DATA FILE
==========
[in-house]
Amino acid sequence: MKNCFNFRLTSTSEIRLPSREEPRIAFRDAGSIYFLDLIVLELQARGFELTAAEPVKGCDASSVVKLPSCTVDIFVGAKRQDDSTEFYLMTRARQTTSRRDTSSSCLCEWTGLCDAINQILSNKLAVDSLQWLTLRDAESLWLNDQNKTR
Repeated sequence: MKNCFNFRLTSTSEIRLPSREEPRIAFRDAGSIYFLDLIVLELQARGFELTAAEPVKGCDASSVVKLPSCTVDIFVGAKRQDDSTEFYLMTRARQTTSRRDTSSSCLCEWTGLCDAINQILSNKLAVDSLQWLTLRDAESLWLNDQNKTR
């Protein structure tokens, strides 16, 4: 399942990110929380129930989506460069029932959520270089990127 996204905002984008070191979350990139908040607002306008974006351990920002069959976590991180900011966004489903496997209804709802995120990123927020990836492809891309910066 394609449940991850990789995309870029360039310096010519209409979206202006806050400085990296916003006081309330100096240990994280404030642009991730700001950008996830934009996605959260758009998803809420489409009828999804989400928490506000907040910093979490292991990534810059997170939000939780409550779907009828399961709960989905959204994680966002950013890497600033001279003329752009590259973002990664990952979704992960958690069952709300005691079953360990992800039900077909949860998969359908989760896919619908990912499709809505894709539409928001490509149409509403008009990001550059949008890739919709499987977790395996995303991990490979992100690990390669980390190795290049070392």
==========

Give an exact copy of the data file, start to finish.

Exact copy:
[in-house]
Amino acid sequence: MKNCFNFRLTSTSEIRLPSREEPRIAFRDAGSIYFLDLIVLELQARGFELTAAEPVKGCDASSVVKLPSCTVDIFVGAKRQDDSTEFYLMTRARQTTSRRDTSSSCLCEWTGLCDAINQILSNKLAVDSLQWLTLRDAESLWLNDQNKTR
Repeated sequence: MKNCFNFRLTSTSEIRLPSREEPRIAFRDAGSIYFLDLIVLELQARGFELTAAEPVKGCDASSVVKLPSCTVDIFVGAKRQDDSTEFYLMTRARQTTSRRDTSSSCLCEWTGLCDAINQILSNKLAVDSLQWLTLRDAESLWLNDQNKTR
């Protein structure tokens, strides 16, 4: 399942990110929380129930989506460069029932959520270089990127 996204905002984008070191979350990139908040607002306008974006351990920002069959976590991180900011966004489903496997209804709802995120990123927020990836492809891309910066 394609449940991850990789995309870029360039310096010519209409979206202006806050400085990296916003006081309330100096240990994280404030642009991730700001950008996830934009996605959260758009998803809420489409009828999804989400928490506000907040910093979490292991990534810059997170939000939780409550779907009828399961709960989905959204994680966002950013890497600033001279003329752009590259973002990664990952979704992960958690069952709300005691079953360990992800039900077909949860998969359908989760896919619908990912499709809505894709539409928001490509149409509403008009990001550059949008890739919709499987977790395996995303991990490979992100690990390669980390190795290049070392």